Film buffs across six states stare wide-eyed at large cinema screens, losing themselves in first-run Hollywood movies and the smell of fresh, buttery kernels within Your Neighborhood Theatre's 17 locations. Though all theaters prioritize comfortable seating, old-fashioned friendly service, and high-stakes preshow trivia slideshows, each location encompasses its own distinct charm, be it through arthouse décor, 3-D screens, or Rhode Island's vintage 1950's drive-in setting.
O'neil Cinemas brings the magic back to watching movies, immersing film buffs and families in walls of enriching digital sound and sharp, high-definition images. Moviegoers settle into comfy seats in tiered, stadium-seating theaters before the show begins. Films in 3D bring summer blockbusters face-to-face with audience members, while D-Box-motion seats translate on-screen explosions into realistic rumbles and movements through the seat cushions.
Cuisine Type: Pub food [made from] family recipes.
Handicap Accessible: Yes
Number of Tables: 11–25
Parking: Parking lot
Most popular offering: Wings and burgers
Alcohol: Full bar
Delivery / Take-out Available: Takeout Only
Pro Tip: The hamburger dip (or just "dip") and wings are must haves. Homeade soups daily!
After retiring, Sue and Jim Bonomo decided to relax in a slightly less traditional way: they opened a restaurant. J. Michael's Family Sports Pub helps keep the Bonomos active within the community as they provide an inviting place where patrons of all ages can enjoy a night away from home. More than 20 HD flat screen televisions and a kaleidoscopic array of sports memorabilia adorn the walls, showcasing the pub's unwavering dedication to local sports. Additionally, the eatery features an upstairs room filled with arcade games and pinball machines for patrons looking to test their hand-eye coordination or telekinesis skills.
Although unwinding with a cold beer while watching a game is a perfectly fine way to pace an afternoon or evening, J. Michael's Family Sports Pub also tempts patrons with a menu of hearty finger foods and casual American grill fare. The cooks top Angus burgers with everything from grilled mushrooms and sauteed onions to crispy bacon and melted cheddar, and they glaze steaming-hot jumbo wings in a secret sauce that took one of the owners, Jonathan, four months of experimenting to perfect. For the younger guests, the menu even features eight kids' meals, each of which includes a cup of ice cream for dessert.
The original owner of the picturesque two-story house—a daffodil-hued farmhouse with hunter-green shutters and a matching front door—invited guests into his makeshift tavern for a bowl of porridge and a nap at 12 cents a pop. More than 220 years later, the house in Bristol still entertains a revolving door of guests as The Homestead Restaurant. Inside, a brick fireplace radiates warmth across tables scattered with teriyaki-glazed steaks and alaskan king-crab legs dipped in drawn butter. The chefs also swaddle meatloaf wellington in a puff-pastry shell, and peppercorns burst sharply across sirloin with brandy and cream sauce. A dedicated gluten-free menu caters to diners with health issues or a tendency to remember the terrifying dinner-roll scene in Jaws.
A second location of The Homestead Restaurant in Merrimack is just as inviting inside with exposed wooden beams, an antlered chandelier, and a second-floor bar affording a perfect eagle’s-eye view of the tables below.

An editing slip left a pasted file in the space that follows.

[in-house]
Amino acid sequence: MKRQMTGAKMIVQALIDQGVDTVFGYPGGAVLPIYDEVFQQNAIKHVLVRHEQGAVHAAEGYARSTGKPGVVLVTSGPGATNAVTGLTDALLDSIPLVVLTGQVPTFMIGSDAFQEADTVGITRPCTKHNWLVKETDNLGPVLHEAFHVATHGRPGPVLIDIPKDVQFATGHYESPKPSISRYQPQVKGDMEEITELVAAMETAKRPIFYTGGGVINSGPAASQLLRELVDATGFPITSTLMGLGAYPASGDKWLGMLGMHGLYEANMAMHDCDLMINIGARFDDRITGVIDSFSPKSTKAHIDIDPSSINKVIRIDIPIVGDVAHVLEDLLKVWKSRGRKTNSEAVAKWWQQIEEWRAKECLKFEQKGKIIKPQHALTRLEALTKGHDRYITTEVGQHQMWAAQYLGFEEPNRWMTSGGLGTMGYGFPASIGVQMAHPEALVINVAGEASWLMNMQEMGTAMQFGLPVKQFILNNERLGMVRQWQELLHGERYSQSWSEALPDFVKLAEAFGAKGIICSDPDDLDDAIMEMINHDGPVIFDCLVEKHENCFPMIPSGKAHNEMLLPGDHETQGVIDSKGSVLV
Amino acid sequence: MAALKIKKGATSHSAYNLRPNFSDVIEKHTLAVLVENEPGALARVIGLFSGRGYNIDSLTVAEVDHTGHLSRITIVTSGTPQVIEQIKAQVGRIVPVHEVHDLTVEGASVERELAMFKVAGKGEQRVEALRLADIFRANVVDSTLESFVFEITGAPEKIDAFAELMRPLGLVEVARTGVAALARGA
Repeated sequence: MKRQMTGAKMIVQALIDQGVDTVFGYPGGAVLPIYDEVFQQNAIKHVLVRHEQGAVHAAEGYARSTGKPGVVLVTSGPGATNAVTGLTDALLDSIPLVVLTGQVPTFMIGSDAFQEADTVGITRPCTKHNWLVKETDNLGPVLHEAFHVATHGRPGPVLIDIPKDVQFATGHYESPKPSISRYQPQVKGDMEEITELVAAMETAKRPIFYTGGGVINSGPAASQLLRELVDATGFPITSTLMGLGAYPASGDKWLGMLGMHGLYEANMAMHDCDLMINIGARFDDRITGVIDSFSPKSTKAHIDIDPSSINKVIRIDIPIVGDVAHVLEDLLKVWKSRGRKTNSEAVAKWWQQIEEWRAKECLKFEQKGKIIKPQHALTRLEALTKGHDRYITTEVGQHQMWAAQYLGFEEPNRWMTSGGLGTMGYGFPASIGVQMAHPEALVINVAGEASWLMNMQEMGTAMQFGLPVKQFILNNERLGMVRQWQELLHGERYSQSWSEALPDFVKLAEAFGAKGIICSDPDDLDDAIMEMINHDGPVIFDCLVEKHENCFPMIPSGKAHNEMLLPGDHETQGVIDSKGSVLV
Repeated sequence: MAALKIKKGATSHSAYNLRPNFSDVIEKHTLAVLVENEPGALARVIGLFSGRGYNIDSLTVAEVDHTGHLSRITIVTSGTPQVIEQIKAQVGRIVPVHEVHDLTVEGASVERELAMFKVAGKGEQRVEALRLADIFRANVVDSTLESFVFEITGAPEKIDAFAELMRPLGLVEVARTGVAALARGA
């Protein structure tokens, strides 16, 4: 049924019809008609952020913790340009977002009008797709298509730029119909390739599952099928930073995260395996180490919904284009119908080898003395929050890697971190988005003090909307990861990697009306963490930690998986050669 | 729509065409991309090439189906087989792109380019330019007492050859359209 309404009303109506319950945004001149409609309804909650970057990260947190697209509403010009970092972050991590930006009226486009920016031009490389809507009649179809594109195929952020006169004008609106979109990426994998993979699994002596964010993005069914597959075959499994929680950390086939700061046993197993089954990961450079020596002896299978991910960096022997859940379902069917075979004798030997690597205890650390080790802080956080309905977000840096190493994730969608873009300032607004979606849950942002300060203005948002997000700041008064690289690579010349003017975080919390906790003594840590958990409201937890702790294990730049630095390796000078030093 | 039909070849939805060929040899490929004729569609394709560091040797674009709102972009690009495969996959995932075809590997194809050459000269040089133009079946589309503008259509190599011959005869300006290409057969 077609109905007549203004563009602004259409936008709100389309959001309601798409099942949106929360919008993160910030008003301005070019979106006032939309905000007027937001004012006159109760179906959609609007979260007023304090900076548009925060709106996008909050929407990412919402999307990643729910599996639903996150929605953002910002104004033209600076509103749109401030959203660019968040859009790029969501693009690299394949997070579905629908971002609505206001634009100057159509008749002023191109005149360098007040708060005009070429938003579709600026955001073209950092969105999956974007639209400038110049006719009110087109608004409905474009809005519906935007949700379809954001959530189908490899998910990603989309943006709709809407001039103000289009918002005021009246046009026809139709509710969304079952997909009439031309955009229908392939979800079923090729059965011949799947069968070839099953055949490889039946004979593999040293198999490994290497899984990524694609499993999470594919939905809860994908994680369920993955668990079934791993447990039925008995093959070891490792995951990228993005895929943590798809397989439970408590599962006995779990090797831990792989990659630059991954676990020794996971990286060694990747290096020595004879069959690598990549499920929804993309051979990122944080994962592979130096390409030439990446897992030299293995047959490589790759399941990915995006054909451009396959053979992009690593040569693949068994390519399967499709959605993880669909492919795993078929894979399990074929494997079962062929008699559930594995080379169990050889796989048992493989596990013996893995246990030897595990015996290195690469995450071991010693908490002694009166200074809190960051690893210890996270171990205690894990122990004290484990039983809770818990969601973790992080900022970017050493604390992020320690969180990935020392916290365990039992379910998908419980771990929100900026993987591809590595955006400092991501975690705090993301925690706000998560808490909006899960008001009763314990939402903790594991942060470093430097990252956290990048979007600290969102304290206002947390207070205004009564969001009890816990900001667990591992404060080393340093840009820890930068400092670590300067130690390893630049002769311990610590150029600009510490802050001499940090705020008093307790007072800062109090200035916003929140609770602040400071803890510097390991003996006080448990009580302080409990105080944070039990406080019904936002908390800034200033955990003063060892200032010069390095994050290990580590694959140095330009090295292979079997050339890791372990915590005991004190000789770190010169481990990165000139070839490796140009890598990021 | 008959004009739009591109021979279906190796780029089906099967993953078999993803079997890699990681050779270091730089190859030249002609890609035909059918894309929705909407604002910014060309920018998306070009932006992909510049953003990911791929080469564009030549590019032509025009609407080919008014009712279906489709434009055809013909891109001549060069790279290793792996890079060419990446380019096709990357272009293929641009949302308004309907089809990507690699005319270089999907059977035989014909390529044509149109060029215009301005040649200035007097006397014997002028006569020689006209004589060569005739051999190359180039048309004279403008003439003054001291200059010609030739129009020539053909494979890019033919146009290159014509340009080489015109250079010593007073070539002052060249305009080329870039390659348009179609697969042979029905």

Arthur Murray has been a leading name in franchise dance since 1912, when the entrepreneur began selling mail-order dance lessons. Expanding his reach, he enlisted teachers to spread his signature dance lessons on first-class steamships and skyrocketed to fame in the '30s after introducing the public to such dances as the Lambeth Walk and The Big Apple. By the 1950s, Arthur and his wife, Kathryn, were hosting their own highly popular TV show on ABC, The Arthur Murray Dance Party, which ran for 12 years. Today, Arthur Murray's team prepares students for rug cutting at special events and weekend nightclub jaunts. Throughout lessons, instructors teach the foundations of two to four dances from a long list of styles that range from Latin to country-western, helping students to learn basic step patterns, timing, and the ability to lead or follow.
After the Stark Mill brewery closed, many feared Manchester would fall victim to the unchecked infiltration of commercial and contract beers. Determined to save New Hampshire's Queen City from such a foamy fate, master brewer Peter Telge gathered his wits, a group of supporters, and 20 years of brewing experience to reopen the historic Millyard District brewery under the name Milly's Tavern. Now operating as a brewpub, Milly's is home to a passionate staff that serves up juicy burgers, baby-back ribs, and beer-battered fish 'n' chips alongside microbrews crafted in the onsite brewery.
Milly's microbrews are pure works of art, even earning the 2009 Readers' Poll award for Best Local Microbrew from New Hampshire Magazine (not to be outdone, their chili won as well). The all-natural brewing process begins with imported malted barley, sometimes up to 1,300 pounds of it, depending on the beer. After stirring the barley by hand and singing it to sleep with a lullaby, brewers blend it with hops from Washington’s Yakima Valley and Europe’s agricultural hotspots. An Old World–style fire heats the brewing system, caramelizing the sugar to imbue batches with unique and subtle flavors. Milly's always keeps at least 12 beers on tap, ranging from cream ales and IPAs to stouts, porters, and seasonal brews.
Milly's is not just a place to relax and enjoy a leisurely pint. At night, the eatery transforms into a nightclub and lounge, treating guests to DJ tunes, live entertainment, and local musical acts. When not setting the scene for evening revelry, the space can be used to host affairs for up to 100 people, with special catering options available.: